Pancreatic Cancer

pancreas graphic The pancreas is a gland in the abdomen, about 6 inches long, shaped like a flat pear and surrounded by the stomach, small intestine, liver, spleen and gallbladder. The pancreas is both an exocrine gland and endocrine gland, and it has two main functions: digestion and blood sugar regulation.

Pancreatic cancer begins when abnormal cells within the pancreas grow out of control and form a tumor. These cells could be either exocrine or endocrine.

More than 95 percent of pancreatic cancers are classified as exocrine tumors. These tumors start in the exocrine cells that make pancreatic enzymes that help in digestion. Within this category, the majority of tumors are adenocarcinomas.

Pancreatic neuroendocrine tumors (pancreatic NETs or PNETs) account for less than 5 percent of all pancreatic tumors. They may be benign or malignant and tend to grow slower than exocrine tumors.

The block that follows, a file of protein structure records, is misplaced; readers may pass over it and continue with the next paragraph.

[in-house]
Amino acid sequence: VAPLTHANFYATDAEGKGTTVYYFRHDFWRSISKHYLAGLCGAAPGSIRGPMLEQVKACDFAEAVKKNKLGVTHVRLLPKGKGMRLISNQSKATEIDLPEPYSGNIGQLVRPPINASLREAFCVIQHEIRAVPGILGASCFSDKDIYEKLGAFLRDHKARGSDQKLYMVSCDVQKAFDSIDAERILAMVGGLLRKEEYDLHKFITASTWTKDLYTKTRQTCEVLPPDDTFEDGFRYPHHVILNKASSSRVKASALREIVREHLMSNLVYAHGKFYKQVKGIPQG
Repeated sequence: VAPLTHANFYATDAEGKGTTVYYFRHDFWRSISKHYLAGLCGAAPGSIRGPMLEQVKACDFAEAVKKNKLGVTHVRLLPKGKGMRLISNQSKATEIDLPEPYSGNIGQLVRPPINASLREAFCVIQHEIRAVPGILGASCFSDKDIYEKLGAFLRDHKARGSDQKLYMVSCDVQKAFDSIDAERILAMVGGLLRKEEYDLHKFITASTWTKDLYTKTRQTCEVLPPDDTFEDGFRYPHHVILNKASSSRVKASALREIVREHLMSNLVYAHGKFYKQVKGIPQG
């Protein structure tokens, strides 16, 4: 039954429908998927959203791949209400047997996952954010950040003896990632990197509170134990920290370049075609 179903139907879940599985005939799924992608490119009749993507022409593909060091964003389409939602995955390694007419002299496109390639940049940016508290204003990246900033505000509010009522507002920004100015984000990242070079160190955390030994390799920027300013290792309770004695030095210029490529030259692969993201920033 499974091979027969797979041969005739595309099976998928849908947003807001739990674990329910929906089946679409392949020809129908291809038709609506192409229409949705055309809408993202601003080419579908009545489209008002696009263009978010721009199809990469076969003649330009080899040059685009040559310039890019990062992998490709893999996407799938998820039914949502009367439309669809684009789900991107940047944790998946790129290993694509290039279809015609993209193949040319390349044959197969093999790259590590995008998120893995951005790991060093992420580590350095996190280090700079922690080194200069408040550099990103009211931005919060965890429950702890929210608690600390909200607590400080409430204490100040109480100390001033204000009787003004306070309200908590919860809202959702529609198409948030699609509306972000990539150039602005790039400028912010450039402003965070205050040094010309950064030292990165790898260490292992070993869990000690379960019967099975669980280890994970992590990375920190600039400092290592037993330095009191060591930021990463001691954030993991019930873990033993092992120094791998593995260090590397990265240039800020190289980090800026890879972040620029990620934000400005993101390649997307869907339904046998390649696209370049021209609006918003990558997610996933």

Certain risk factors may increase the likelihood of developing pancreatic cancer: The disease may cause only vague, unexplained symptoms. If you are experiencing one or more of the symptoms, speak to your doctor immediately and reference pancreatic cancer.

Learn more about the disease, diagnosis, treatment options and other related topics.

If you or someone you know has been diagnosed with pancreatic cancer, call PanCAN’s Patient Services at 877-272-6226 (Monday to Friday, 7 a.m. to 5 p.m. Pacific Time) or email patientcentral@pancan.org to speak with a knowledgeable, compassionate case manager.

All services and resources are free of charge, thanks to PanCAN’s generous donors.

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